Mark Thoma Laments the Gramscian Hegemony of the Overclass
Ann Marie Marciarille's Missouri State of Mind...

Noted for March 27, 2013: Larry Summers vs. The Mammon of Unrighteousness, etc.

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  • Larry Summers vs. The Mammon of Unrighteousness: "I do not believe that the long run can be ceded to the avatars of austerity. I am the father or stepfather of six children. Yes, on their behalf, I am concerned about the possibility that an overly inflationary psychology will develop in my country. Yes, on their behalf, I am concerned that an excessive debt not be placed upon them. But I am vastly more concerned, because I care about their long-run future, that a slack economy will not provide them with adequate jobs when they leave school. I am vastly more concerned, on behalf of their long-run future, that they will live in a country with decaying infrastructure that will not permit investment to maintain leadership. I am more concerned on their behalf that inadequate resources forced by countercyclical austerity will stunt the ability of their generation to be educated. I am more concerned, on their behalf, that excessive austerity-oriented policies will lead to slower economic growth, and as a consequence to ultimately higher debt-to-annual-GDP ratios--and more pressure, in terms of higher tax burdens, on the future. Those concerns, which come out of the improper management of current conditions, seem to me to be a larger issue especially for the long run than the concern that somehow unstable and overly expansionary policy starting from where we are now will stunt the opportunities that are open to them…. [S]tarting from where the United States or much of Europe or much of the rest of the industrialized part of the world is starting today, the risks of profound stagnation are a more pressing concern than the risks of a resurrection of stagflation."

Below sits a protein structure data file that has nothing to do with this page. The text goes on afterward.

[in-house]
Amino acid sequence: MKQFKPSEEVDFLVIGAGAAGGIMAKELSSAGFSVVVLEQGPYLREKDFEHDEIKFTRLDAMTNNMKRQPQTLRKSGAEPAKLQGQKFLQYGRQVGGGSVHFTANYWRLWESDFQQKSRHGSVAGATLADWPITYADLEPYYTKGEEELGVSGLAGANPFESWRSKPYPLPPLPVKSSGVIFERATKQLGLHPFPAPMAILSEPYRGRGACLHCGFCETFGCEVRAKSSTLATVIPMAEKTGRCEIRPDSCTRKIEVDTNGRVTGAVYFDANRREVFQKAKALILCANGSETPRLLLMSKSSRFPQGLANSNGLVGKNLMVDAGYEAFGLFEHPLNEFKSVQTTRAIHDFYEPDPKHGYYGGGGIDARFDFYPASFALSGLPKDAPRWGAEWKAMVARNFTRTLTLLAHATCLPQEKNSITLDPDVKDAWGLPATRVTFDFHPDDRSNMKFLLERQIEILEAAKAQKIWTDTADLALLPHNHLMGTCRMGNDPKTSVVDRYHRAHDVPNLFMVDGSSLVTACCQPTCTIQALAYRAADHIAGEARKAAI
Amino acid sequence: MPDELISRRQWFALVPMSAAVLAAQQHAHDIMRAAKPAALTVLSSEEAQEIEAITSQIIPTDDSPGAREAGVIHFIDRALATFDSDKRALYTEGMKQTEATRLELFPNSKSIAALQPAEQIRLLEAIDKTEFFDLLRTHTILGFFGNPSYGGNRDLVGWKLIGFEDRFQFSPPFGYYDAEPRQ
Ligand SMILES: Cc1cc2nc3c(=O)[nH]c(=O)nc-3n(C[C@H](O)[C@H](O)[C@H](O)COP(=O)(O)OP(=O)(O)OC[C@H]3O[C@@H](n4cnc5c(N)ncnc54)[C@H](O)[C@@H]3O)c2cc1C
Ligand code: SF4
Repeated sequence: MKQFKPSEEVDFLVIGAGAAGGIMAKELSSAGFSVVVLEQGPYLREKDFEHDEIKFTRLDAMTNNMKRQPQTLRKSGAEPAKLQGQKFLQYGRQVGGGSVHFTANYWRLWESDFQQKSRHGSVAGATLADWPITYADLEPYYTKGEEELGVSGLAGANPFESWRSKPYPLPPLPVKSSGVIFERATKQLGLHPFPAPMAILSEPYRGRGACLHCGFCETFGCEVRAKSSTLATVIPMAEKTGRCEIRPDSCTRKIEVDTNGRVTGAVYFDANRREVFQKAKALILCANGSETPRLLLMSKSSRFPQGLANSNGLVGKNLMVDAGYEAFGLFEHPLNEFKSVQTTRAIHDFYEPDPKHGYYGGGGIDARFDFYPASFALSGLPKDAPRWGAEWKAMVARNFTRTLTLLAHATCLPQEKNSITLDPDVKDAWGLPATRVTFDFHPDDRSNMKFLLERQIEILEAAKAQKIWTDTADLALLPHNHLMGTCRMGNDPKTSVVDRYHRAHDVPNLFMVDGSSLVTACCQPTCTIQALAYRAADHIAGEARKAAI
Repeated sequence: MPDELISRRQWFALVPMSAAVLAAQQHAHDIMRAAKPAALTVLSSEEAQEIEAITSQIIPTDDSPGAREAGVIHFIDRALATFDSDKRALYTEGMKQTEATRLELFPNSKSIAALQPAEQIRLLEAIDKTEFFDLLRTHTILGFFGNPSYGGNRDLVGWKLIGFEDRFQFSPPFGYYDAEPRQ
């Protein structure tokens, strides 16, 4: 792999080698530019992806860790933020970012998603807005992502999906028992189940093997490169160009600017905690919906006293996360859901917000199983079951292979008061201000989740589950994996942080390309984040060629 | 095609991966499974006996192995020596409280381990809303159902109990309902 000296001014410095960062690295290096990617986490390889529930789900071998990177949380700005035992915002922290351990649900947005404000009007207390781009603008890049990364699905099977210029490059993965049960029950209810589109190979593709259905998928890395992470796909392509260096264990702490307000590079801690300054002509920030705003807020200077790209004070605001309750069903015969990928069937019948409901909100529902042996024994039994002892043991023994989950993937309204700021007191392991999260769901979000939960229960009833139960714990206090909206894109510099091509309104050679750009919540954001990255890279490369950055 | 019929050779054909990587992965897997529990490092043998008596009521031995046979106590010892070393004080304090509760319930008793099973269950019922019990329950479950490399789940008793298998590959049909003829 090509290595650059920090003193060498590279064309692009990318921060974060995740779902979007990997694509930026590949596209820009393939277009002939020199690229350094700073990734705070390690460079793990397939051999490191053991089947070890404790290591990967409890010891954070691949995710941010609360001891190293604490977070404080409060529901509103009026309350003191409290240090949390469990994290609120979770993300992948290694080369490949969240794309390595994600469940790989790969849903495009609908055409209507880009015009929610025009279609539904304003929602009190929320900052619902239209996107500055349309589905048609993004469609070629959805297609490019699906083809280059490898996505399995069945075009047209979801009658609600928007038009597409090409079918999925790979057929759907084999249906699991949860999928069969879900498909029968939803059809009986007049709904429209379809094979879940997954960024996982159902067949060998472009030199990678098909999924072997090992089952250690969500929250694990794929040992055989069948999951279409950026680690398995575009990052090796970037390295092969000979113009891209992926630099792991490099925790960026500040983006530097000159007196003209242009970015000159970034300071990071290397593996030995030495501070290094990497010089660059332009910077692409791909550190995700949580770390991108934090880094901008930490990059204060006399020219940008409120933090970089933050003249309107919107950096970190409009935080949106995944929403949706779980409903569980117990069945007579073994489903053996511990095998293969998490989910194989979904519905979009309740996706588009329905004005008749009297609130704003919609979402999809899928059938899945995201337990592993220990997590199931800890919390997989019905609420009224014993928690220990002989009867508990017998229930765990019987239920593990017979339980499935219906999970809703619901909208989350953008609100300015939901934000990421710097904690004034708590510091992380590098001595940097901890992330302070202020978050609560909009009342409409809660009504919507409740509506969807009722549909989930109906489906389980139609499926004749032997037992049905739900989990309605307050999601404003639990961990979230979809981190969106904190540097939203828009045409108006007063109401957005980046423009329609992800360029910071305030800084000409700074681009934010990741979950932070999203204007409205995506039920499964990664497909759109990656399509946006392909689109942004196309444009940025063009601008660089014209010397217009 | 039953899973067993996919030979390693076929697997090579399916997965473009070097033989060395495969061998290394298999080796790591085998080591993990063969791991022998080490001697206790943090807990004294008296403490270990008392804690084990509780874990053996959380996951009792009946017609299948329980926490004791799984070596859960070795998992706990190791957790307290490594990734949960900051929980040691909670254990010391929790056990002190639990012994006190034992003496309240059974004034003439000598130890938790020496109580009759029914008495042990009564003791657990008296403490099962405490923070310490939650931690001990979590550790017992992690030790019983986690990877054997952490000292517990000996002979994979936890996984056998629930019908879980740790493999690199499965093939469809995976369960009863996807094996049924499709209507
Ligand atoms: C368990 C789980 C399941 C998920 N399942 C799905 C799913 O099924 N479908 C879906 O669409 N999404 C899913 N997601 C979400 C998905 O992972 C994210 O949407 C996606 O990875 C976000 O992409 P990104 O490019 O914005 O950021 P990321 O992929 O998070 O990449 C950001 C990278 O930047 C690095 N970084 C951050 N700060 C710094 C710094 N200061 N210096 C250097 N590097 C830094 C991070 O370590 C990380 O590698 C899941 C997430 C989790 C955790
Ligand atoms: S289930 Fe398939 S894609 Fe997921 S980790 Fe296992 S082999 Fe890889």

• Josh Barro: For 'Faster Growth,' Soak the Poor?: "This weekend, the Wall Street Journal assembled a redoubtable list of conservative heavies in economics (George Schulz! Gary Becker! John Taylor!) to produce a completely insane account of what is wrong with America's economy and how to fix it. The upshot of the piece is that the U.S. economy is in the tank because the government gives too much money to poor people, and so it should stop. What's most amazing about this piece is what's not in it: any acknowledgement of the specific circumstances that led to the downturn of 2008 and the slow recovery from it. There's no discussion of the housing bubble and the financial crisis, of weak consumer demand as households struggle to deleverage, or of the vast number of job seekers for each available job. Instead, the authors identify the country's pressing problems as 'excessive spending and taxes, growing debt, interventionist monetary policy, and burdensome regulations that have slowed economic growth and job creation'. Some of these conditions have indeed arisen from the 2008 crash: Recessions cause government spending and debt to rise relative to the economy. But the authors have the causation wrong: Slow growth has led to rising spending and debt, not the other way around…. The choice to ignore current economic conditions allows them to advance the same set of soak-the-poor policy solutions at any time and in any economic condition."